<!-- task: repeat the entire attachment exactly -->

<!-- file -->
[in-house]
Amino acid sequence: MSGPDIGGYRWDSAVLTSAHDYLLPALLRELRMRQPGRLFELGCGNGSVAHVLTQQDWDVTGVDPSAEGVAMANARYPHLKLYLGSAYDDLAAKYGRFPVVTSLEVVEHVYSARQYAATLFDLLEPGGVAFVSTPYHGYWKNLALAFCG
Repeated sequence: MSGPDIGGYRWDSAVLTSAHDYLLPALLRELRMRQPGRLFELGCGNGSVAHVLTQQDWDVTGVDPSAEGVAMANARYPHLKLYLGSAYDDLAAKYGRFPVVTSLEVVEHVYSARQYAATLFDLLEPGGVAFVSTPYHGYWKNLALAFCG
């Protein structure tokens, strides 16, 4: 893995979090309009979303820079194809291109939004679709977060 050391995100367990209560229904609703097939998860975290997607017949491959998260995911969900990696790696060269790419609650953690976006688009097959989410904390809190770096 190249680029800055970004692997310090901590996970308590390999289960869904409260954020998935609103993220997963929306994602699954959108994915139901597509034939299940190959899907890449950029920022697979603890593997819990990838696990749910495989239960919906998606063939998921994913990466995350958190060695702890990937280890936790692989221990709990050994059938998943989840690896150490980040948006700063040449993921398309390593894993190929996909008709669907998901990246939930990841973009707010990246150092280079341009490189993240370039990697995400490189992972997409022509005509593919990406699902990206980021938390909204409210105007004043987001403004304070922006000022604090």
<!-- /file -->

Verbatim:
[in-house]
Amino acid sequence: MSGPDIGGYRWDSAVLTSAHDYLLPALLRELRMRQPGRLFELGCGNGSVAHVLTQQDWDVTGVDPSAEGVAMANARYPHLKLYLGSAYDDLAAKYGRFPVVTSLEVVEHVYSARQYAATLFDLLEPGGVAFVSTPYHGYWKNLALAFCG
Repeated sequence: MSGPDIGGYRWDSAVLTSAHDYLLPALLRELRMRQPGRLFELGCGNGSVAHVLTQQDWDVTGVDPSAEGVAMANARYPHLKLYLGSAYDDLAAKYGRFPVVTSLEVVEHVYSARQYAATLFDLLEPGGVAFVSTPYHGYWKNLALAFCG
């Protein structure tokens, strides 16, 4: 893995979090309009979303820079194809291109939004679709977060 050391995100367990209560229904609703097939998860975290997607017949491959998260995911969900990696790696060269790419609650953690976006688009097959989410904390809190770096 190249680029800055970004692997310090901590996970308590390999289960869904409260954020998935609103993220997963929306994602699954959108994915139901597509034939299940190959899907890449950029920022697979603890593997819990990838696990749910495989239960919906998606063939998921994913990466995350958190060695702890990937280890936790692989221990709990050994059938998943989840690896150490980040948006700063040449993921398309390593894993190929996909008709669907998901990246939930990841973009707010990246150092280079341009490189993240370039990697995400490189992972997409022509005509593919990406699902990206980021938390909204409210105007004043987001403004304070922006000022604090």